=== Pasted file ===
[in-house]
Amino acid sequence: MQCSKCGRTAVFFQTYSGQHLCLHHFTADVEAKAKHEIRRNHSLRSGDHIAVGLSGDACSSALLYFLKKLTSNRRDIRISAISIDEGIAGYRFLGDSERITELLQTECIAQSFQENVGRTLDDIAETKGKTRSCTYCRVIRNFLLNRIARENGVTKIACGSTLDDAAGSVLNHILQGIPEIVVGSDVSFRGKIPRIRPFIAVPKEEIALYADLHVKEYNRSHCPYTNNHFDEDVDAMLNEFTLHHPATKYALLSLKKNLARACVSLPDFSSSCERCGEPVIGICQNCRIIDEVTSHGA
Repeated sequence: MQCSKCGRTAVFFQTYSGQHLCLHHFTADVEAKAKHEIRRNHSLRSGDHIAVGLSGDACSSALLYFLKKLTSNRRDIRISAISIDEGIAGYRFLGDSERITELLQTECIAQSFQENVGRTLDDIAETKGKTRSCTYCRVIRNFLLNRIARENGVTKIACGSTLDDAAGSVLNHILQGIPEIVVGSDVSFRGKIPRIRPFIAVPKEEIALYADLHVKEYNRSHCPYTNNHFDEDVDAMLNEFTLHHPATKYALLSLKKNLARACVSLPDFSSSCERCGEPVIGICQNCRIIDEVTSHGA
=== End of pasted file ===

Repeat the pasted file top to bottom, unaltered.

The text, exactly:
[in-house]
Amino acid sequence: MQCSKCGRTAVFFQTYSGQHLCLHHFTADVEAKAKHEIRRNHSLRSGDHIAVGLSGDACSSALLYFLKKLTSNRRDIRISAISIDEGIAGYRFLGDSERITELLQTECIAQSFQENVGRTLDDIAETKGKTRSCTYCRVIRNFLLNRIARENGVTKIACGSTLDDAAGSVLNHILQGIPEIVVGSDVSFRGKIPRIRPFIAVPKEEIALYADLHVKEYNRSHCPYTNNHFDEDVDAMLNEFTLHHPATKYALLSLKKNLARACVSLPDFSSSCERCGEPVIGICQNCRIIDEVTSHGA
Repeated sequence: MQCSKCGRTAVFFQTYSGQHLCLHHFTADVEAKAKHEIRRNHSLRSGDHIAVGLSGDACSSALLYFLKKLTSNRRDIRISAISIDEGIAGYRFLGDSERITELLQTECIAQSFQENVGRTLDDIAETKGKTRSCTYCRVIRNFLLNRIARENGVTKIACGSTLDDAAGSVLNHILQGIPEIVVGSDVSFRGKIPRIRPFIAVPKEEIALYADLHVKEYNRSHCPYTNNHFDEDVDAMLNEFTLHHPATKYALLSLKKNLARACVSLPDFSSSCERCGEPVIGICQNCRIIDEVTSHGA